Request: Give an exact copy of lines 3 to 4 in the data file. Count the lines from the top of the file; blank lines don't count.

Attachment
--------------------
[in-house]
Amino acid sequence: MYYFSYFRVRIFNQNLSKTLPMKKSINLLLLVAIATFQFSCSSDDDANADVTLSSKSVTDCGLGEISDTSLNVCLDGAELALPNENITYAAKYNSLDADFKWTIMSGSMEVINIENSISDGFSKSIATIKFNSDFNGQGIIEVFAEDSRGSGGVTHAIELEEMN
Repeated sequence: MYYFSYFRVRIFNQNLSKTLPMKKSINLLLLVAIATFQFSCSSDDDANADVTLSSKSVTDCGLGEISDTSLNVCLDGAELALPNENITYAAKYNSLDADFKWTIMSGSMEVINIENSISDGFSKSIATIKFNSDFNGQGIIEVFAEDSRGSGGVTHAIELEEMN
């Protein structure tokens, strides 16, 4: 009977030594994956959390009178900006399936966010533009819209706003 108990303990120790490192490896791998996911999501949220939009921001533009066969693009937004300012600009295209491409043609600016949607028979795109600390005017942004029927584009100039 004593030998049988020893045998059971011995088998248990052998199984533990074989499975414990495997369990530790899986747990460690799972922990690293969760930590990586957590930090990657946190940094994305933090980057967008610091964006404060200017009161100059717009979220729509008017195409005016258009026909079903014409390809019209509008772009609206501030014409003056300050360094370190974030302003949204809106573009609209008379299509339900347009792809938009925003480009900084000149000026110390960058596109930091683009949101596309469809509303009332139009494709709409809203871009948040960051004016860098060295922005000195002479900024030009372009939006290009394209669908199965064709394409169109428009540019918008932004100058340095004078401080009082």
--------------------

Repeated sequence: MYYFSYFRVRIFNQNLSKTLPMKKSINLLLLVAIATFQFSCSSDDDANADVTLSSKSVTDCGLGEISDTSLNVCLDGAELALPNENITYAAKYNSLDADFKWTIMSGSMEVINIENSISDGFSKSIATIKFNSDFNGQGIIEVFAEDSRGSGGVTHAIELEEMN
């Protein structure tokens, strides 16, 4: 009977030594994956959390009178900006399936966010533009819209706003 108990303990120790490192490896791998996911999501949220939009921001533009066969693009937004300012600009295209491409043609600016949607028979795109600390005017942004029927584009100039 004593030998049988020893045998059971011995088998248990052998199984533990074989499975414990495997369990530790899986747990460690799972922990690293969760930590990586957590930090990657946190940094994305933090980057967008610091964006404060200017009161100059717009979220729509008017195409005016258009026909079903014409390809019209509008772009609206501030014409003056300050360094370190974030302003949204809106573009609209008379299509339900347009792809938009925003480009900084000149000026110390960058596109930091683009949101596309469809509303009332139009494709709409809203871009948040960051004016860098060295922005000195002479900024030009372009939006290009394209669908199965064709394409169109428009540019918008932004100058340095004078401080009082």